What are typical AQI values in most communities?
In many U.S. communities, AQI values are usually below 100, with higher values occurring just a few times a year. Larger cities typically have more air pollution than smaller cities, so their AQI values may exceed 100 more often. AQI values higher than 200 don’t occur very often, and AQI values above 300 are extremely rare—generally occurring only during events such as forest fires. You can compare the air quality of U.S. cities and find out about air quality trends in your area by visiting “Air Compare” at www.epa.gov/aircompare/. AQI values can also vary from one season to another.
In winter, carbon monoxide may be high in some areas because cold weather makes it difficult for car emission control systems to operate effectively. Ozone is often higher in warmer months, because heat and sunlight increase ozone formation. Particle pollution can be elevated any time of the year. AQI values can also vary depending on the time of day. Ozone levels often peak in the afternoon to early evening. Carbon monoxide may be a problem during morning or evening rush hours. Particle pollution can be high any time of day and is often elevated near busy roadways, especially during morning or evening rush hours.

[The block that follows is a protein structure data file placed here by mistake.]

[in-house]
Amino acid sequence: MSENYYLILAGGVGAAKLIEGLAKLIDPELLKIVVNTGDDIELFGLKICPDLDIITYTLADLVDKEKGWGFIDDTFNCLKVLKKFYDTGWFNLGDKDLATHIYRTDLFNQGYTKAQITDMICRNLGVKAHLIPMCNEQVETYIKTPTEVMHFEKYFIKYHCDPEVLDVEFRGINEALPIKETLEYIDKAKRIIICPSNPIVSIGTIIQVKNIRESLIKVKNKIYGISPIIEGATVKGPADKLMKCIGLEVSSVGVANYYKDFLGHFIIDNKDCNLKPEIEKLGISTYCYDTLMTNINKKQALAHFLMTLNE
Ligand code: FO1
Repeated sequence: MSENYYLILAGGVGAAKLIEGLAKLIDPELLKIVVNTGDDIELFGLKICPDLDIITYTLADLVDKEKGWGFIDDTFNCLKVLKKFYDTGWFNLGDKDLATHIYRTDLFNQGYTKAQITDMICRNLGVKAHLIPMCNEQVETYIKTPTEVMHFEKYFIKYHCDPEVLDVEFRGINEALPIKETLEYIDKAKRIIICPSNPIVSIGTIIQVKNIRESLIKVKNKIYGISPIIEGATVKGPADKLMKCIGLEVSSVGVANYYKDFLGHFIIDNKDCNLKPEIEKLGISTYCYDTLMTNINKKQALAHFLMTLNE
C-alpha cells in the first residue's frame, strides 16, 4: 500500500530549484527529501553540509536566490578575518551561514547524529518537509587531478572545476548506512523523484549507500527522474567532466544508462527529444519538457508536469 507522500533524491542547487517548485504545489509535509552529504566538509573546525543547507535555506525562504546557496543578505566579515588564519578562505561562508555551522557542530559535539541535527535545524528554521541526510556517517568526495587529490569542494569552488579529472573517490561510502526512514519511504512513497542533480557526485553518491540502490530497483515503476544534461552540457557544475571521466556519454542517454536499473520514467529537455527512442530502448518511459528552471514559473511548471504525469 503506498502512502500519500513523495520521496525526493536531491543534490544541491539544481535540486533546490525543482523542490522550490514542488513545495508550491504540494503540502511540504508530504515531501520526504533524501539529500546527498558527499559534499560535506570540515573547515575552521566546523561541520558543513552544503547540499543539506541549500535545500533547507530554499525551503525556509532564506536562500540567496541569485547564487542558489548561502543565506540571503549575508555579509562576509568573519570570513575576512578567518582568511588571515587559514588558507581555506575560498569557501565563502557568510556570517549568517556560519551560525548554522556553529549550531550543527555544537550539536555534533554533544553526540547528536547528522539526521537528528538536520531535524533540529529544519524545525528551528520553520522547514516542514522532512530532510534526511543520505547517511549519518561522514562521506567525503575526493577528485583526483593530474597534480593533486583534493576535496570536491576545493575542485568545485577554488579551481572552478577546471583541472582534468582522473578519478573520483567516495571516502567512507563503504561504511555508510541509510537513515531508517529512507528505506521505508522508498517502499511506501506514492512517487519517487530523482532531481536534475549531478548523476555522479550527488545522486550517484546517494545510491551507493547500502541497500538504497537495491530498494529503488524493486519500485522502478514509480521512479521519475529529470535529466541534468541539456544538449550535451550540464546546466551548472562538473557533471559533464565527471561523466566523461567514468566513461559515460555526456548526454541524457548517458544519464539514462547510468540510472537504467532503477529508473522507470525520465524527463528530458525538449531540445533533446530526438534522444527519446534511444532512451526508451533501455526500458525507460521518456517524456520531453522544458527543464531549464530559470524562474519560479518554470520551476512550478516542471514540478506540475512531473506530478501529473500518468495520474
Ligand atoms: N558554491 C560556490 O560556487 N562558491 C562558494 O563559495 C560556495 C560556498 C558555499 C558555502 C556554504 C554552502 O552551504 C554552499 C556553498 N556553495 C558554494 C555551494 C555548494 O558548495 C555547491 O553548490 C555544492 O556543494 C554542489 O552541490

There are two seasons with greater occurrences of poor air quality in Utah. Wintertime inversions contribute to higher PM2.5 levels and during the summer high temperatures and increased sunlight create more ozone.
How can I avoid being exposed to unhealthy air?
There are some simple steps you can take to reduce your exposure to unhealthy air. First, check whether AQI levels are a concern in your area. You can do this by visiting www.AirNow.gov or checking real-time air monitoring available at www.airquality.utah.gov. If the AQI for ozone or particle pollution is a concern in your area, you can learn what steps to take to protect your health by checking the charts in "How do I use the AQI charts?". Two important terms you will need to understand:
- Prolonged exertion: This includes any outdoor activity that you’ll be doing intermittently for several hours that makes you breathe slightly harder than normal. A good example of this is working in the yard for part of a day. When air quality is unhealthy, you can protect your health by reducing the amount of time you spend on this type of activity or vary the time of day you are outdoors to avoid periods of higher pollution.
- Heavy exertion: This includes intense outdoor activities that cause you to breathe hard. When air quality is unhealthy, you can protect your health by reducing the amount of time you spend on this type of activity, or by substituting a less intense activity—for example, walk instead of jog. Be sure to reduce your activity level if you experience any unusual coughing, chest discomfort, wheezing, breathing difficulty, or more fatigue than normal.